A few years ago, my girlfriend and I spent a month traveling through southern Scandinavia. It was one of those great trips. The weather was amazing, the cities were perfect, and the music was pure indie-pop. It’s the type of sound which the Scandinavians do so well. Take Finnish indie-pop trio Regina, for example. I recently discovered them when browsing through the excellent Pitchfork TV and I’ve had them on steady rotation for the rest of the day.
Not only do they sound great, but their videos take me right back to that summer I spent backpacking around the sunny Nordic countryside. Their sound reminds me of a more dream-pop version of Stereolab, and I love the fact that they sing in their native Finnish. The video above is part one of a three-part series filmed by Osma Harvilahti, and part two is available on the band’s Vimeo page. They videos are nicely shot and suit the fun feel of the music. I’m looking forward to part three already.
Beijing-based artist and creative director Nod Young has a great portfolio filled with beautiful personal projects as well as commercial work for the likes of NIKE, Adidas and Coca Cola. My favorite piece of his might be this typographical project, The Puti Tree.
Based on the text of two poems from the Zen Buddhist tome Platform Sutra, The Puti Tree teaches “not to believe all that which exists, not even the reflection of ourselves in a mirror”. It’s a teaching that hopes to bring a state of Zen. According to the poem, one must attempt to release themselves from the perceived limitations of existence. For Young, this is also something that can help bring creative freedom. “It is difficult to achieve true creative freedom”, he said when discussing this work, “we are overly concerned with aesthetics and meaning.” For Young, these poems bring a sense of clarity. I feel he reflects this beautifully in the work, pairing down the words to their most basic visual elements.
More about Nod Young’s work can be seen on his website. Prints are also available on that page.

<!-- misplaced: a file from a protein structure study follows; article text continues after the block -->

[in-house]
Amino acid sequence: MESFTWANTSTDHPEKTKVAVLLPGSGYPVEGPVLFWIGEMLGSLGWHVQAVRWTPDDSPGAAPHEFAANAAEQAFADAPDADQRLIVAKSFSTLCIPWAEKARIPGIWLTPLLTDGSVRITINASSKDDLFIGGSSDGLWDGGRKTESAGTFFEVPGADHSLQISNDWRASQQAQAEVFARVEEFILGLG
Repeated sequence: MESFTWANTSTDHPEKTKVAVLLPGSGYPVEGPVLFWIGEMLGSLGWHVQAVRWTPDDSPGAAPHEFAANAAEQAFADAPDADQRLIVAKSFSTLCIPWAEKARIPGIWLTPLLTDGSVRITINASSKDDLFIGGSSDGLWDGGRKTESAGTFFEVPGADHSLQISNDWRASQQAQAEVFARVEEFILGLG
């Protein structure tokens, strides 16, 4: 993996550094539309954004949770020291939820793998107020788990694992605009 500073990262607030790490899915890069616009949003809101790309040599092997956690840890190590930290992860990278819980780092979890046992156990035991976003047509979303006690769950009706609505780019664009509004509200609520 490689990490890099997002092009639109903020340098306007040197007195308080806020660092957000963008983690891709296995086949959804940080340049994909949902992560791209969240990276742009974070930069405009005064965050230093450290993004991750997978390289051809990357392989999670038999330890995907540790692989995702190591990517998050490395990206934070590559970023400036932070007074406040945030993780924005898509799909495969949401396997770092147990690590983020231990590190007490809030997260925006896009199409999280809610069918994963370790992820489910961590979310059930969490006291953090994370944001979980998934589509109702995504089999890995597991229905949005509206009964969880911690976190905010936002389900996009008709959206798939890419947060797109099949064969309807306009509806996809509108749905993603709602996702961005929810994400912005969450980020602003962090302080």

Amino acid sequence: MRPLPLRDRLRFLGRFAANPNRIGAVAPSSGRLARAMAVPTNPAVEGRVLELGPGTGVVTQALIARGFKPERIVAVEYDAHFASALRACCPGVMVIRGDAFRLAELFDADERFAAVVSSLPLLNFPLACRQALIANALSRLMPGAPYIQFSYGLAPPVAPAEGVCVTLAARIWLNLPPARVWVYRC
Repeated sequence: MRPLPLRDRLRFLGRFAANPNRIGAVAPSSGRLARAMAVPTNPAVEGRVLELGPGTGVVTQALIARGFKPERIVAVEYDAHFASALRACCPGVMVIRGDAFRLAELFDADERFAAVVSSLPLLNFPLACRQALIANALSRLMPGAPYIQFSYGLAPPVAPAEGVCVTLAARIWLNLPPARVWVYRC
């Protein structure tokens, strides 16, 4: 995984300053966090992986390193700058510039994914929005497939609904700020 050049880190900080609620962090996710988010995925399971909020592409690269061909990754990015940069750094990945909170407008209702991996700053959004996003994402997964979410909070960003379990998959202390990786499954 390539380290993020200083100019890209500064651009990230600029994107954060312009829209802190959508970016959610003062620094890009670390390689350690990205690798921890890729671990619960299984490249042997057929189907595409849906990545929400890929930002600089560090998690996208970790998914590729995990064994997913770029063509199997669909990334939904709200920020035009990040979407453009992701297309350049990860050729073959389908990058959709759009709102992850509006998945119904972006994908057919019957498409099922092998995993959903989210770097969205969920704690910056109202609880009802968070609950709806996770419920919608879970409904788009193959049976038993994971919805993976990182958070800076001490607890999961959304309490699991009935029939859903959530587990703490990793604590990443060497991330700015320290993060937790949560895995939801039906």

Before watching this video, I had no idea what it was about. After watching this video, I still don’t think I have any idea what it was about. The only things I know for sure is that it’s crazy, and I love it.
Entitled My…My…, it’s the work of 26-year-old Chinese animation artist Lei Lei. In 2005, Lei founded his own animation group called Raydesign and ever since he’s been producing some pretty far-out animated shorts. I’m particularly taken by the great colors and textures in this video, as well as the terrific soundtrack that accompanies it. They really come together to form a truly psychedelic experience. As for what it’s all about, I’m still not really sure! Maybe it’s best to just leave you with the set-up that Lei includes with the film: “One day. I found my naked. Where is my clothes?”
Wow! The drawings of the Beijing-based artist Na Zhao are just incredible. The detail in which she works is difficult to comprehend, and it’s hard to imagine the scale that these images exhibit in real life. Apart from the pure craftsmanship of what she does, Na Zhao’s work also looks incredible. Her images are surreal and beautiful.
The two pieces of work above are particularly mind-blowing. Both entitled Come With Me, they feel as fantastical as they do profound. Both show a girl and a large herd of animals as they stand in transit upon a short moving walkway. Na Zhao’s gentle pencil work and delicate use of color, create powerful images that will no doubt stun and amaze.